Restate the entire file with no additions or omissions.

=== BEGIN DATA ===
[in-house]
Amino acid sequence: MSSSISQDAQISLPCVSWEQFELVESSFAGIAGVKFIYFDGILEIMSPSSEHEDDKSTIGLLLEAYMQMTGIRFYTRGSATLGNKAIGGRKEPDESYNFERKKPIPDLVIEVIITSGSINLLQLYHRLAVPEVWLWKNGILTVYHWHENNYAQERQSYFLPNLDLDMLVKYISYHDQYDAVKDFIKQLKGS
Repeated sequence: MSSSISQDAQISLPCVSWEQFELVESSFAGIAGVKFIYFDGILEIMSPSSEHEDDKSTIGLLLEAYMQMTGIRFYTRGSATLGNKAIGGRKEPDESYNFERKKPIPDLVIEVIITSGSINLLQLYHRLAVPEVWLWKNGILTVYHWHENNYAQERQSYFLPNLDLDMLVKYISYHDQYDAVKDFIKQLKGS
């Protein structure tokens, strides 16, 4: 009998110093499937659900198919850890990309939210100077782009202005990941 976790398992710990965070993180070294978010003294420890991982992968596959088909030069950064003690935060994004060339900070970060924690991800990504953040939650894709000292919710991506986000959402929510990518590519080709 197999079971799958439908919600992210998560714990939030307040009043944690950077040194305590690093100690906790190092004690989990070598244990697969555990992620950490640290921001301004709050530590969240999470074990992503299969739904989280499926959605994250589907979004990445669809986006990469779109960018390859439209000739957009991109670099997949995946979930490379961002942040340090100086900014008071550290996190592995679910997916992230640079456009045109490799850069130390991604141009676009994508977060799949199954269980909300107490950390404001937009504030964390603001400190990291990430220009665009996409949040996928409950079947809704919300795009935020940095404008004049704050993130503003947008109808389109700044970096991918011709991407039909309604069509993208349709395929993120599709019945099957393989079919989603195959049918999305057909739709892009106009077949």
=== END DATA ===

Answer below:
[in-house]
Amino acid sequence: MSSSISQDAQISLPCVSWEQFELVESSFAGIAGVKFIYFDGILEIMSPSSEHEDDKSTIGLLLEAYMQMTGIRFYTRGSATLGNKAIGGRKEPDESYNFERKKPIPDLVIEVIITSGSINLLQLYHRLAVPEVWLWKNGILTVYHWHENNYAQERQSYFLPNLDLDMLVKYISYHDQYDAVKDFIKQLKGS
Repeated sequence: MSSSISQDAQISLPCVSWEQFELVESSFAGIAGVKFIYFDGILEIMSPSSEHEDDKSTIGLLLEAYMQMTGIRFYTRGSATLGNKAIGGRKEPDESYNFERKKPIPDLVIEVIITSGSINLLQLYHRLAVPEVWLWKNGILTVYHWHENNYAQERQSYFLPNLDLDMLVKYISYHDQYDAVKDFIKQLKGS
């Protein structure tokens, strides 16, 4: 009998110093499937659900198919850890990309939210100077782009202005990941 976790398992710990965070993180070294978010003294420890991982992968596959088909030069950064003690935060994004060339900070970060924690991800990504953040939650894709000292919710991506986000959402929510990518590519080709 197999079971799958439908919600992210998560714990939030307040009043944690950077040194305590690093100690906790190092004690989990070598244990697969555990992620950490640290921001301004709050530590969240999470074990992503299969739904989280499926959605994250589907979004990445669809986006990469779109960018390859439209000739957009991109670099997949995946979930490379961002942040340090100086900014008071550290996190592995679910997916992230640079456009045109490799850069130390991604141009676009994508977060799949199954269980909300107490950390404001937009504030964390603001400190990291990430220009665009996409949040996928409950079947809704919300795009935020940095404008004049704050993130503003947008109808389109700044970096991918011709991407039909309604069509993208349709395929993120599709019945099957393989079919989603195959049918999305057909739709892009106009077949």